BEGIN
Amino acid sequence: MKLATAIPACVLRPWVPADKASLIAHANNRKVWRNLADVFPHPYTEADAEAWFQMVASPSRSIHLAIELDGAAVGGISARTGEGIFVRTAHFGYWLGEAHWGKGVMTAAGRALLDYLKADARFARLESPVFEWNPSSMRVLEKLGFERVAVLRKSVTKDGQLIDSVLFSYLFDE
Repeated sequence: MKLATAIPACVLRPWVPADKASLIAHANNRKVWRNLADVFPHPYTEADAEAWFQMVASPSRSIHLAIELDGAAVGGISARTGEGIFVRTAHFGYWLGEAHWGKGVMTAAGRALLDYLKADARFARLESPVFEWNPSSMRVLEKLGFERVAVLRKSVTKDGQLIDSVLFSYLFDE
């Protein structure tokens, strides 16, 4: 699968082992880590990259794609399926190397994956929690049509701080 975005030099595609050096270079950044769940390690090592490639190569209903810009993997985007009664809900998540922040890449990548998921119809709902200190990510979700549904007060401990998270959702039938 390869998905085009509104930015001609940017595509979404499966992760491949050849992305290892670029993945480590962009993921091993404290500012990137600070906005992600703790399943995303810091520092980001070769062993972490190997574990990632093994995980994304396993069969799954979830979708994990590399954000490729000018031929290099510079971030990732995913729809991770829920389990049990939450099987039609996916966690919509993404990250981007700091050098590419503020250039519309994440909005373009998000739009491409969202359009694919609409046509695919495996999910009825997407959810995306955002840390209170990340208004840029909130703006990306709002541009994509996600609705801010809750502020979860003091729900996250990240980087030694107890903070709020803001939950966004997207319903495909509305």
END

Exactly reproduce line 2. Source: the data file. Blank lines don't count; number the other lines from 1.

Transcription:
Repeated sequence: MKLATAIPACVLRPWVPADKASLIAHANNRKVWRNLADVFPHPYTEADAEAWFQMVASPSRSIHLAIELDGAAVGGISARTGEGIFVRTAHFGYWLGEAHWGKGVMTAAGRALLDYLKADARFARLESPVFEWNPSSMRVLEKLGFERVAVLRKSVTKDGQLIDSVLFSYLFDE